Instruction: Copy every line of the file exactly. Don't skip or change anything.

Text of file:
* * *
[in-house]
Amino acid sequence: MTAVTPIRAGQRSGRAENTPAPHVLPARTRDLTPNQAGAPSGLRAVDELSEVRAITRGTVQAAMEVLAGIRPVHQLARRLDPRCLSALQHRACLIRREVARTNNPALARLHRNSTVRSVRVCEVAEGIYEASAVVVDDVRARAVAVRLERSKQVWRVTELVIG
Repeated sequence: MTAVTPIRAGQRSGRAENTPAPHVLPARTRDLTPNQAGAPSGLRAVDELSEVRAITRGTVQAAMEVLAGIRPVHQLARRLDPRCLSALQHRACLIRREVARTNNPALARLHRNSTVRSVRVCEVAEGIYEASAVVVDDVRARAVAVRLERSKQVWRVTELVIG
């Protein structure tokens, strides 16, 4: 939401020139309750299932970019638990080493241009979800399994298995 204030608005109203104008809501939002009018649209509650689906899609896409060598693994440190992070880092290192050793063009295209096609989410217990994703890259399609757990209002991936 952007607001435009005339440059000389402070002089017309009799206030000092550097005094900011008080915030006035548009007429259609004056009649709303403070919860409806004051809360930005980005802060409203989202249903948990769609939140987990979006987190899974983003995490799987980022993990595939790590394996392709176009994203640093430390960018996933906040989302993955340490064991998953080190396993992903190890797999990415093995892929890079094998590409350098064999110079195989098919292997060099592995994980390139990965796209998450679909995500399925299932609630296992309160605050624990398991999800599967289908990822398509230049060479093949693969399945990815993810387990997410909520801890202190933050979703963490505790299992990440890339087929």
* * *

[in-house]
Amino acid sequence: MTAVTPIRAGQRSGRAENTPAPHVLPARTRDLTPNQAGAPSGLRAVDELSEVRAITRGTVQAAMEVLAGIRPVHQLARRLDPRCLSALQHRACLIRREVARTNNPALARLHRNSTVRSVRVCEVAEGIYEASAVVVDDVRARAVAVRLERSKQVWRVTELVIG
Repeated sequence: MTAVTPIRAGQRSGRAENTPAPHVLPARTRDLTPNQAGAPSGLRAVDELSEVRAITRGTVQAAMEVLAGIRPVHQLARRLDPRCLSALQHRACLIRREVARTNNPALARLHRNSTVRSVRVCEVAEGIYEASAVVVDDVRARAVAVRLERSKQVWRVTELVIG
């Protein structure tokens, strides 16, 4: 939401020139309750299932970019638990080493241009979800399994298995 204030608005109203104008809501939002009018649209509650689906899609896409060598693994440190992070880092290192050793063009295209096609989410217990994703890259399609757990209002991936 952007607001435009005339440059000389402070002089017309009799206030000092550097005094900011008080915030006035548009007429259609004056009649709303403070919860409806004051809360930005980005802060409203989202249903948990769609939140987990979006987190899974983003995490799987980022993990595939790590394996392709176009994203640093430390960018996933906040989302993955340490064991998953080190396993992903190890797999990415093995892929890079094998590409350098064999110079195989098919292997060099592995994980390139990965796209998450679909995500399925299932609630296992309160605050624990398991999800599967289908990822398509230049060479093949693969399945990815993810387990997410909520801890202190933050979703963490505790299992990440890339087929």